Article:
To-day then I desire to consider (1) Fellowship in relation to Human Society as a whole and (2) Fellowship in the Church. These two subjects are burning topics of the day. On the one hand there is a deep and growing desire in many hearts for the Reunion of all Christians in one visible Fellowship which we call the Holy Catholic Church. On the other hand men are striving to end War and create a great World-State of which the League of Nations is, it is hoped, the germ, and thus establish the Brotherhood of Man. Through successive stages human history has climbed. First the family, then the tribe, then the nation, then the empire and in each stage the respective claims and duties of [3/4] family or tribe or nation had to be related to each other, and when there was a clash of conflicting interests, those interests had to be straightened out and the principles on which a just settlement could be made clearly defined. Man has now reached the stage when national interests and patriotic claims have to be related to the Claims of a World State, or a Fellowship of Nations.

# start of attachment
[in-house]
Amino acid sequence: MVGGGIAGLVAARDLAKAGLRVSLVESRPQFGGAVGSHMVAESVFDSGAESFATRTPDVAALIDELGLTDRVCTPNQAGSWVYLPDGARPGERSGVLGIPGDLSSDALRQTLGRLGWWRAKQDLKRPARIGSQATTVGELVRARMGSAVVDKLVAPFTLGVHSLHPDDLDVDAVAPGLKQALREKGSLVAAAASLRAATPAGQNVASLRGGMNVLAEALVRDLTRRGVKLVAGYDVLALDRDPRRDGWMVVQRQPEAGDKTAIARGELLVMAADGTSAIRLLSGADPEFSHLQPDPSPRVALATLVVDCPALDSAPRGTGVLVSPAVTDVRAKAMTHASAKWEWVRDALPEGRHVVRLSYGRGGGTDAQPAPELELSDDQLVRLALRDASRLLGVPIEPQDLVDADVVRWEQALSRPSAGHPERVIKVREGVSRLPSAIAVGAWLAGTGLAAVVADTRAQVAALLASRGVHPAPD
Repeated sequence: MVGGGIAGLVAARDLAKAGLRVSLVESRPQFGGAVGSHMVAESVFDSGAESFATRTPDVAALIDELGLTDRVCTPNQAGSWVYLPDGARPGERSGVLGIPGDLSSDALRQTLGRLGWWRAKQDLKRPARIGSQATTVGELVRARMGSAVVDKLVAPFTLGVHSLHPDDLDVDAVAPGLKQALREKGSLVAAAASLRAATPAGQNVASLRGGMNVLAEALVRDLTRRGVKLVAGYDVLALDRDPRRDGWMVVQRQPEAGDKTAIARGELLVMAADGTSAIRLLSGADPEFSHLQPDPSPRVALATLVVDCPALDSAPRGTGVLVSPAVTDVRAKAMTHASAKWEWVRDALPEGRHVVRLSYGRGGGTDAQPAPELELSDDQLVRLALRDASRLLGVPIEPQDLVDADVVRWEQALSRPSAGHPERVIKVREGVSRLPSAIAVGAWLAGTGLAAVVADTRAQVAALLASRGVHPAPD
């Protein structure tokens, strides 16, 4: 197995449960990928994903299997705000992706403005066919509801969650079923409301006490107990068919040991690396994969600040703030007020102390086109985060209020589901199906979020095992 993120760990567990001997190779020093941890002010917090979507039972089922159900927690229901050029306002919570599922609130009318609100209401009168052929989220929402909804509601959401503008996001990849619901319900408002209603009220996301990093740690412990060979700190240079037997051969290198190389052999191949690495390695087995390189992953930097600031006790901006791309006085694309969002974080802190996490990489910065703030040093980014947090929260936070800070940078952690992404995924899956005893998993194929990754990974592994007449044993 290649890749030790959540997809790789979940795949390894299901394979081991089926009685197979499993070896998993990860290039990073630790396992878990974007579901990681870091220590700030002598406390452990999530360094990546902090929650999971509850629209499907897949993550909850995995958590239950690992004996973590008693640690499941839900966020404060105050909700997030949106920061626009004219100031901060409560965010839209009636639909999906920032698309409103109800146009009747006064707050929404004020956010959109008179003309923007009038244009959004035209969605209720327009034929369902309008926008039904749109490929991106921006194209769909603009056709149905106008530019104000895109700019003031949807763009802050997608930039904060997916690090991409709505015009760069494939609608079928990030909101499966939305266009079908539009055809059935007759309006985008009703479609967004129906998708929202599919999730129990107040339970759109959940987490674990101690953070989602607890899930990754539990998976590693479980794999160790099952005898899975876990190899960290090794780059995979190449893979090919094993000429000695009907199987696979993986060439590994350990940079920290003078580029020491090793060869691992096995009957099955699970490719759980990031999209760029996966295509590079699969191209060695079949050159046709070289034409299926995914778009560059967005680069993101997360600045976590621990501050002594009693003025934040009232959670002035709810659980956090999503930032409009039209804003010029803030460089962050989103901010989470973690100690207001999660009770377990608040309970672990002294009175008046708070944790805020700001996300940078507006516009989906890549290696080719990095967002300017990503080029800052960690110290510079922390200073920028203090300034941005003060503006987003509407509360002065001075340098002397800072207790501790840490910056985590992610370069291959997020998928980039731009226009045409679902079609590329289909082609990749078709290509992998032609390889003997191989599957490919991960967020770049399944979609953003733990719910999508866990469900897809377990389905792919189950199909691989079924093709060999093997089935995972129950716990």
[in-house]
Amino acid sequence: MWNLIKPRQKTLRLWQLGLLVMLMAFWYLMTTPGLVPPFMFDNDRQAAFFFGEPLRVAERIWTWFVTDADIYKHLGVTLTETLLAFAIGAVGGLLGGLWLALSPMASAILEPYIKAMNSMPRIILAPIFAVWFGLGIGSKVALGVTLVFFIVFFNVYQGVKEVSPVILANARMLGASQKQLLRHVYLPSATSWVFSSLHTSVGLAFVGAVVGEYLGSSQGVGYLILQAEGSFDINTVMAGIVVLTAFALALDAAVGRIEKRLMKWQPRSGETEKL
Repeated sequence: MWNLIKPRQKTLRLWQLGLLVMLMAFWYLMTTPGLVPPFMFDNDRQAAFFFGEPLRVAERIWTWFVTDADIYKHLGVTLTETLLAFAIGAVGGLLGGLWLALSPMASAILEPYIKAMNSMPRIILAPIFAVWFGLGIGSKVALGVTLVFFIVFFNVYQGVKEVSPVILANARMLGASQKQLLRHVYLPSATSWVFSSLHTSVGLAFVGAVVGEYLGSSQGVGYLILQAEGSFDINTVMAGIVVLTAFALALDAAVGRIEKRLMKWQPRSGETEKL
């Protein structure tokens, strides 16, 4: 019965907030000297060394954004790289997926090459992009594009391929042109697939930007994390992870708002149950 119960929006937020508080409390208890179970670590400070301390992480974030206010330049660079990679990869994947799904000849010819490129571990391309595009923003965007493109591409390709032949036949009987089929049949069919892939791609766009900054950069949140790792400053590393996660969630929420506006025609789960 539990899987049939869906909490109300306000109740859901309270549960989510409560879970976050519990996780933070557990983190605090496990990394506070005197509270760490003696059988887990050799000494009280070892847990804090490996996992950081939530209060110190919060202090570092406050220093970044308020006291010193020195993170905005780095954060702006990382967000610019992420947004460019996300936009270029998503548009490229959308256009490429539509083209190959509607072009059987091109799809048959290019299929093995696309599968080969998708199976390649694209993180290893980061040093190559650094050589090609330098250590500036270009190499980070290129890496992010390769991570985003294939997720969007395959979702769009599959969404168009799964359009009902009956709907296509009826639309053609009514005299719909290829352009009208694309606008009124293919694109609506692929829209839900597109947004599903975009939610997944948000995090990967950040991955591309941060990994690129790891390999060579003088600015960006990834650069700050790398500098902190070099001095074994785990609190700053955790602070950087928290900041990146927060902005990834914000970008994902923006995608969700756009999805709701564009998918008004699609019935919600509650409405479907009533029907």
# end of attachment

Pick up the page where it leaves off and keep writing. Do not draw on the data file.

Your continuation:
Taking then the question of Fellowship in relation to human society as a whole, how is the Church to bring its influence to bear upon the existing order of human society? If the Church is to be the instrument through which the whole of human society can be won for Christ, it is clear that the Church must have something to say and do in these great political, national and social questions. First what did our Lord teach? When our Lord's enemies endeavoured to entrap him on this difficult question of the relation of Church and State He replied, 'Render unto Caesar the things that are Caesar's and unto God the things that are God's.' So too St. Paul had great respect for the powers of Government. Government is not secular in essence, but divine. Human society as it endeavours to rule and govern itself is fulfilling the Divine Purpose. 'Let every soul be subject unto the higher powers. For there is no power but of God: the powers that be are ordained of God' (Rom. xiii. 1). 'Ye must be subject . . . for conscience's sake.' S. Peter also writes, 'Fear God. Honour the King.' 'Submit yourselves to every ordinance of man for the Lord's sake: whether it be to the King as supreme or unto Governors.' (1 Pet. ii. 13-17). The second stage in the relation of Church and State is found in the later books of the New Testament. Here the State is endeavouring to crush the Church. It is the beginning of the age of persecution. In the book of Revelation, the whole weight of the Roman Empire is massed against the Christians and determined to annihilate them. The worship of the Emperor is pictured as the Worship of the Beast, and Babylon, the City on Seven Hills, drunk with the blood of the Saints is obviously Rome herself, whose downfall and ruin are imminent. The outlook of the Christians towards the Government has changed considerably since St. Paul's time, no doubt because under the cruel tyrannical Emperor Nero the attitude of the State has changed.